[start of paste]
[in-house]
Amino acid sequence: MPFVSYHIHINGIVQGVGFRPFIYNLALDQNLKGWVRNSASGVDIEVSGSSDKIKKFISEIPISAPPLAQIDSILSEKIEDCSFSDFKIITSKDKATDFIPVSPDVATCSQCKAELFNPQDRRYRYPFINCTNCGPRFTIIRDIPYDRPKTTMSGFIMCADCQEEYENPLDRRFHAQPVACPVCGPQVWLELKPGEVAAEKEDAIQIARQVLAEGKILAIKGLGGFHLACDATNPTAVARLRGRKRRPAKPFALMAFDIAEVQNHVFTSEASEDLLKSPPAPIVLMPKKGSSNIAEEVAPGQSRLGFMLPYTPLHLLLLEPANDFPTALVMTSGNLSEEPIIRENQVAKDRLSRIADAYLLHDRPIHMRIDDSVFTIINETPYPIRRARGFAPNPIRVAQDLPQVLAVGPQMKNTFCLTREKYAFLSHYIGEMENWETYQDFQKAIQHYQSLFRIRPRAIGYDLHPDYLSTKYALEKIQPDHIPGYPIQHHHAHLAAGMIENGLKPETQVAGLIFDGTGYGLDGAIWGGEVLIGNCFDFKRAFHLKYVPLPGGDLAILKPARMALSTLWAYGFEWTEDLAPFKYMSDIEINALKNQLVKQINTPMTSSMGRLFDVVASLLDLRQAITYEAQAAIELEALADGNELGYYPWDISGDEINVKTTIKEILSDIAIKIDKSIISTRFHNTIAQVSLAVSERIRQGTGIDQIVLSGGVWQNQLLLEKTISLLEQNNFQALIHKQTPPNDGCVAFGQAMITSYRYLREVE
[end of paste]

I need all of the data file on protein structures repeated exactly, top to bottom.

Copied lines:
[in-house]
Amino acid sequence: MPFVSYHIHINGIVQGVGFRPFIYNLALDQNLKGWVRNSASGVDIEVSGSSDKIKKFISEIPISAPPLAQIDSILSEKIEDCSFSDFKIITSKDKATDFIPVSPDVATCSQCKAELFNPQDRRYRYPFINCTNCGPRFTIIRDIPYDRPKTTMSGFIMCADCQEEYENPLDRRFHAQPVACPVCGPQVWLELKPGEVAAEKEDAIQIARQVLAEGKILAIKGLGGFHLACDATNPTAVARLRGRKRRPAKPFALMAFDIAEVQNHVFTSEASEDLLKSPPAPIVLMPKKGSSNIAEEVAPGQSRLGFMLPYTPLHLLLLEPANDFPTALVMTSGNLSEEPIIRENQVAKDRLSRIADAYLLHDRPIHMRIDDSVFTIINETPYPIRRARGFAPNPIRVAQDLPQVLAVGPQMKNTFCLTREKYAFLSHYIGEMENWETYQDFQKAIQHYQSLFRIRPRAIGYDLHPDYLSTKYALEKIQPDHIPGYPIQHHHAHLAAGMIENGLKPETQVAGLIFDGTGYGLDGAIWGGEVLIGNCFDFKRAFHLKYVPLPGGDLAILKPARMALSTLWAYGFEWTEDLAPFKYMSDIEINALKNQLVKQINTPMTSSMGRLFDVVASLLDLRQAITYEAQAAIELEALADGNELGYYPWDISGDEINVKTTIKEILSDIAIKIDKSIISTRFHNTIAQVSLAVSERIRQGTGIDQIVLSGGVWQNQLLLEKTISLLEQNNFQALIHKQTPPNDGCVAFGQAMITSYRYLREVE